This is follow-up to

Starting a new job after working at home for years. How to best protect data, secrets, and privacy in the workplace?

The answer to that question is

  • Follow company security protocol.
  • Never use a personal account on a work machine, ever...which means only on a personal device, and only over a cellular connection.


  • Bring a personal, cellular-only laptop to work (not necessarily safe, practical, or prudent)
  • Use a non-sensitive Dropbox account to transfer large files
  • So now I'll always have two phones in my pocket :(
  • What if you work for a cellular phone company? Is a contract with another carrier good enough, or should you expect that you are compromised? Do large corporations have their own cell towers that they can intercept traffic from an arbitrary carrier?

How do you practically manage this double life, when your personal computer is a limited iOS device?

  • It is impossible to answer, as every person wants different things from his/her personal machine. I guess your employer doesn't really care what device you use to goof on facebook in company time. What he'she is concerned is you doing work unrelated stuff in company time. – Agent_L Jan 11 '15 at 19:08

More and more people are using iOS devices as their only computers for several reasons. The popularity, expense, and maintenance costs have been outlandishly high for years now. My gf has gone through the iPhone 4 to 4S to 5 to 6 in the past 2.5 years -- and she does not own any other computers. She can't really afford them and always has a broken screen she is trying to save up money to replace. This is the new normal.

Can you use an iOS device for all personal computer needs? Certainly you can, and depending on your pocketbook, you can pick up accessories such as the ClamCase or apps described in books such as #iPadOnly. The first real post-PC book. How to use only your iPad to work, play and everything in between.

Can you secure a personal iOS device against nearly every drive-by threat? Yes, and this is very easy to accomplish if you have a few strong controls (e.g., 12-character-length mixed-case mixed-character password, never use public WiFi, leave Bluetooth and NFC off, never install unofficial apps, etc). Some of these have been described in the NSA hardening guides or via the Center for Internet Security benchmarks.

For protection against carrier networks, I agree that we put too much trust in them. SIM cards, just like USB and SDcards, have been known to contain spyware such as NSA implants (many countries can perform the equivalent). Some devices shipped with rootkit-like technology such as found in the CarrierIQ fiasco. Many cell towers utilize stingray technology (i.e., IMSI catchers), especially near malls, airports, and government buildings. In these areas, you will also find law enforcement use of automatic license plate recognition, facial recognition, and many other privacy-busting technologies. Perhaps these are only used to combat terrorist activity or child kidnappings. It is a bit presumptuous to think that these national security or localized law-enforcement technologies will ever be used against you personally, however, so most people tend to fight their overuse by way of the ACLU, the EFF, or other legitimate channels.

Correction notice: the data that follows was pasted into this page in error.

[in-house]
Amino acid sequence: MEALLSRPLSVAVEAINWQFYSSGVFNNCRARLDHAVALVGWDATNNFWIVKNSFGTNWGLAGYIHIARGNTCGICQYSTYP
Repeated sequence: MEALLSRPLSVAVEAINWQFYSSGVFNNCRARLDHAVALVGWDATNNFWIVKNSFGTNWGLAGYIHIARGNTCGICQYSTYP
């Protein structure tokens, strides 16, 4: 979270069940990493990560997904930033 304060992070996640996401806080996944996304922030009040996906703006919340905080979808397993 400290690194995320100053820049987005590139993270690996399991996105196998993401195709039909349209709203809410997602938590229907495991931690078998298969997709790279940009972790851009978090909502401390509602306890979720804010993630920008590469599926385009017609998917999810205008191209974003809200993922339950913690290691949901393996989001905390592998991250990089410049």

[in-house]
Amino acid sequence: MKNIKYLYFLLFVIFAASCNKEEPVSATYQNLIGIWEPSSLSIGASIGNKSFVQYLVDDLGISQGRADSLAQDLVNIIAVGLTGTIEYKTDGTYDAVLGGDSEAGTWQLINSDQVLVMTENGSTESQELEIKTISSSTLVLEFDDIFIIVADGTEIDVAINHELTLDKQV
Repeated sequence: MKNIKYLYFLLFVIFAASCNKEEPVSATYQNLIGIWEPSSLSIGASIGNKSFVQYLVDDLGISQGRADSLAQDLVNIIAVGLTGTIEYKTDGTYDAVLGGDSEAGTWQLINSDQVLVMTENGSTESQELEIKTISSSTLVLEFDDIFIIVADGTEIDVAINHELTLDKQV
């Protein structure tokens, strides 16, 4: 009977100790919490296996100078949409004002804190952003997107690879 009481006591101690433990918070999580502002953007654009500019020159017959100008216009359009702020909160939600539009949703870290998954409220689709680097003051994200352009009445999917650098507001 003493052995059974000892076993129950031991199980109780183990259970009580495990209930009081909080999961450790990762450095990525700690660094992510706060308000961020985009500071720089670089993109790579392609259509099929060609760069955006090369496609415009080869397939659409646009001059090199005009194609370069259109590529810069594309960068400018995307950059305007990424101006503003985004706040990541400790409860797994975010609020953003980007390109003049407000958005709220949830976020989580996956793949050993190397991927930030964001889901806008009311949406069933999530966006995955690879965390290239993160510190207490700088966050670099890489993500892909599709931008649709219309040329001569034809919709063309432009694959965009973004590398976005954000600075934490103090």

The technology that I use is simple: a data-only SIM card via the Straight Talk BYOT program. You call Straight Talk, order the SIM, and plug it into your GSM (preferably AT&T-compatible with LTE) device. If you are very concerned about your data, or have a specific need for your most-secure data, such as intellectual property (e.g., say you are working on a patent), then you might want to avoid cloud, virtual, and outsourced services. For example, you could setup a private infrastructure (e.g., ownCloud) and pay for insurance (techinsurance.com for the baseline, plus cyber insurance) to cover residual risk.

  • iPhone6 cost more than a regular computer. I think your gf is broke because she buys iPhones instead of a computer. – Agent_L Jan 11 '15 at 19:04
  • Agent_L: A lot of people are like her, I'm not excusing their behavior. They are marketed to in this way, too, though so it's not all their fault. She also pays into a family plan with 5 other people, but she ends up paying three times as much as I do and another person on her plan pays five times what I pay monthly. They like the simplicity, upgrades, and don't want to change. I can't change them, even with convincing evidence. – atdre Jan 11 '15 at 19:21
  • I do not condemn such approach (it might be necessary because of "friends"). But you make it look like "regular computers are more expensive than iOS" and this is the part I disagree. – Agent_L Jan 12 '15 at 10:48

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